Ariana Antiqua: A Descriptive Account of the Antiquities and Coins of Afghanistan


Ariana Antiqua is an important early scholarly treatment of ancient coins and other antiquities discovered in Afghanistan and adjacent regions of present-day Pakistan. Much of the work focuses on the discoveries of Charles Masson (1800‒53), a British traveler and explorer who in the 1830s, working in the vicinity of Kabul and Peshawar, amassed a collection of more than 80,000 silver, gold, and bronze coins while in the service of the East India Company. The book was compiled and for the most part written by H.H. Wilson, professor of Sanskrit at Oxford. Chapter one is an account of numismatic and antiquarian research in Afghanistan up to the late 1830s. Chapter two is a narrative by Masson about his study of topes (dome-shaped monuments used as Buddhist or Jainist reliquaries or commemorative shrines, more generally known as stupas) and sepulchral monuments in Afghanistan. Chapter three is a study of references to “Ariana,” the name that ancient Greek authors, such as Eratosthenes and Strabo, gave to Afghanistan. Chapter four is a treatment of all of the dynasties that ruled Afghanistan from the death of Alexander the Great in 323 BC to the first Islamic invasion of India in the 12th century.  The book contains plates with illustrations of topes, antiquities, and coins and a reconstruction of the Arianian alphabet, as well as a large foldout “Map of Ariana Antiqua: The Countries between Persia and India as Known to the Ancients with the Marches of Alexander,” with Greek place-names supplied by Wilson.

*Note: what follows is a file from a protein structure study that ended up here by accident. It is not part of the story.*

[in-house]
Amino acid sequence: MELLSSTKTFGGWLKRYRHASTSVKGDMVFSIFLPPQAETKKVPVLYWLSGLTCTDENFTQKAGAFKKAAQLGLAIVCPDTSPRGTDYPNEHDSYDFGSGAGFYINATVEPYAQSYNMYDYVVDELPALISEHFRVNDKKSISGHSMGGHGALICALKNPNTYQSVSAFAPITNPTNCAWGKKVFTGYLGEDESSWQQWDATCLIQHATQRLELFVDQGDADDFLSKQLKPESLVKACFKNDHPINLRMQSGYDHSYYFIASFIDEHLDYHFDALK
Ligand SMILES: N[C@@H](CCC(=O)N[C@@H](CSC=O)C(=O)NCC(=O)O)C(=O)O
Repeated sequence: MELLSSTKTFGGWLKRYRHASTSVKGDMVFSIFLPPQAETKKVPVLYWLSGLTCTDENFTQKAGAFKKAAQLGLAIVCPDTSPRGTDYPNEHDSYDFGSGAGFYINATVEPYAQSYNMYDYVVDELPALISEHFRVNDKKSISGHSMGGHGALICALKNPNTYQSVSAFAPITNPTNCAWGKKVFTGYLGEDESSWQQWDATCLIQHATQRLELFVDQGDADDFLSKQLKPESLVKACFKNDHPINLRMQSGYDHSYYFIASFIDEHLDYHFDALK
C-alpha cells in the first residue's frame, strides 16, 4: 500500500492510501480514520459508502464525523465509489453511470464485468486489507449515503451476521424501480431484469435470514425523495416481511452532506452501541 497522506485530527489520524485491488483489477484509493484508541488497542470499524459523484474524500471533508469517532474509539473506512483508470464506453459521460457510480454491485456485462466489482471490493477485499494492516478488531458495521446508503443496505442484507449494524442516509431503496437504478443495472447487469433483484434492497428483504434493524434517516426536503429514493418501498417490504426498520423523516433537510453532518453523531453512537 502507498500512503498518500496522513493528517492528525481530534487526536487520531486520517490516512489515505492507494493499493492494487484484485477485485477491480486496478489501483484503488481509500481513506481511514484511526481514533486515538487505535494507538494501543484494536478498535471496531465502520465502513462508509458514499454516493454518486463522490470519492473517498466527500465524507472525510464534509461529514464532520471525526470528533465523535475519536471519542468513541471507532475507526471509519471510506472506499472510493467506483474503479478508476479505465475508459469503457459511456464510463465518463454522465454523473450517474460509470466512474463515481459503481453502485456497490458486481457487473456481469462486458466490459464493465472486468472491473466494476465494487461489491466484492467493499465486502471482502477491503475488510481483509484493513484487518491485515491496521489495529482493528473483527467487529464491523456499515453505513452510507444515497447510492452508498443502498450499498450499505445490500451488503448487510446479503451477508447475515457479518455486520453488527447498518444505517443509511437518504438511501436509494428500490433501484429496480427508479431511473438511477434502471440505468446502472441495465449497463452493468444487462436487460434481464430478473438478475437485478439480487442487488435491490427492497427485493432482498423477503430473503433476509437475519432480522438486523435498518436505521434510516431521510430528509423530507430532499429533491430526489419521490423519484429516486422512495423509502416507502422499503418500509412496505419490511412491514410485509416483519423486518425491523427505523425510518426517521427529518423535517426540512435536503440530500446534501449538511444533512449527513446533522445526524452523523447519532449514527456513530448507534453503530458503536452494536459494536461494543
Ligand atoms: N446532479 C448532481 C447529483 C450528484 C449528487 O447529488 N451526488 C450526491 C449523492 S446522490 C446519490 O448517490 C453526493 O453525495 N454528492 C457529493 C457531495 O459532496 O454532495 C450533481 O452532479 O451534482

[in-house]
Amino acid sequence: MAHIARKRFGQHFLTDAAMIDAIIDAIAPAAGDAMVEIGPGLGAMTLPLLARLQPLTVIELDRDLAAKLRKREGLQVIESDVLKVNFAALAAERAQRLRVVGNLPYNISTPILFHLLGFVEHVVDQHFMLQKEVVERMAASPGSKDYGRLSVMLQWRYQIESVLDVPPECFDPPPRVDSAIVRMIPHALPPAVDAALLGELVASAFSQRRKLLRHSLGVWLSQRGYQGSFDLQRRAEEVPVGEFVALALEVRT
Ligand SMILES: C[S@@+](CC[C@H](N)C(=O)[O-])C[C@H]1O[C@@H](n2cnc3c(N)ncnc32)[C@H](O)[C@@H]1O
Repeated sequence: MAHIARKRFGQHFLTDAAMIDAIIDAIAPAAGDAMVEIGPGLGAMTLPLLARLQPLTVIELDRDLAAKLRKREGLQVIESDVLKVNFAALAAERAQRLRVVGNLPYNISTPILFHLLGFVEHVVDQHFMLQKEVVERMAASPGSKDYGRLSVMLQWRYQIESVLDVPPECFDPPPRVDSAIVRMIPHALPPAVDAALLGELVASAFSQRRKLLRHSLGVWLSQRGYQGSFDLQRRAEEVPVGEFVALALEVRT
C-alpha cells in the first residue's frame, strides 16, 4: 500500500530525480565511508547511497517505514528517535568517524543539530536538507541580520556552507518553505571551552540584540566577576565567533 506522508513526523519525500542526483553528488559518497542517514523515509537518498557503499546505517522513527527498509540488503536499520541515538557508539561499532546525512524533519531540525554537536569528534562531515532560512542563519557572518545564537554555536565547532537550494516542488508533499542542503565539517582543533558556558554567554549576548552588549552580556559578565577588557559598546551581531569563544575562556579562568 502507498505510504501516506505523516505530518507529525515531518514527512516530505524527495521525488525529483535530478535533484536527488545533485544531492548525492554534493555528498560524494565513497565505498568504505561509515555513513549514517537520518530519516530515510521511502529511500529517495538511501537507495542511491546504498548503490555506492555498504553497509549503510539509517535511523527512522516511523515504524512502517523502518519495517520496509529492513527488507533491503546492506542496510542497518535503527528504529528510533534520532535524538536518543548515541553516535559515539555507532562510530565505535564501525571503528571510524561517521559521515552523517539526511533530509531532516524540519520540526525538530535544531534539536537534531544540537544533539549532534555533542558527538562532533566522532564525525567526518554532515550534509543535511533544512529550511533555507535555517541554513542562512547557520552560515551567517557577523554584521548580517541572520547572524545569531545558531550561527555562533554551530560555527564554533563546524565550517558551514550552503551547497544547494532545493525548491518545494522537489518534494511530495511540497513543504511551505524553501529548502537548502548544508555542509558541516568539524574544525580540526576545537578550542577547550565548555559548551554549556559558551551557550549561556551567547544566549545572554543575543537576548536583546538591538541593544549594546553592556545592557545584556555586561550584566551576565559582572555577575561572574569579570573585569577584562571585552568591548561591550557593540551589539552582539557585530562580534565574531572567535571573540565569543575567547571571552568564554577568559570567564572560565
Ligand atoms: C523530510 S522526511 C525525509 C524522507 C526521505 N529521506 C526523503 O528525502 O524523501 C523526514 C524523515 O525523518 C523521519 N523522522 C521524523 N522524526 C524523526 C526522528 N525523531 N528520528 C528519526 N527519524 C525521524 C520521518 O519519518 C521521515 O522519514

Last updated: September 30, 2016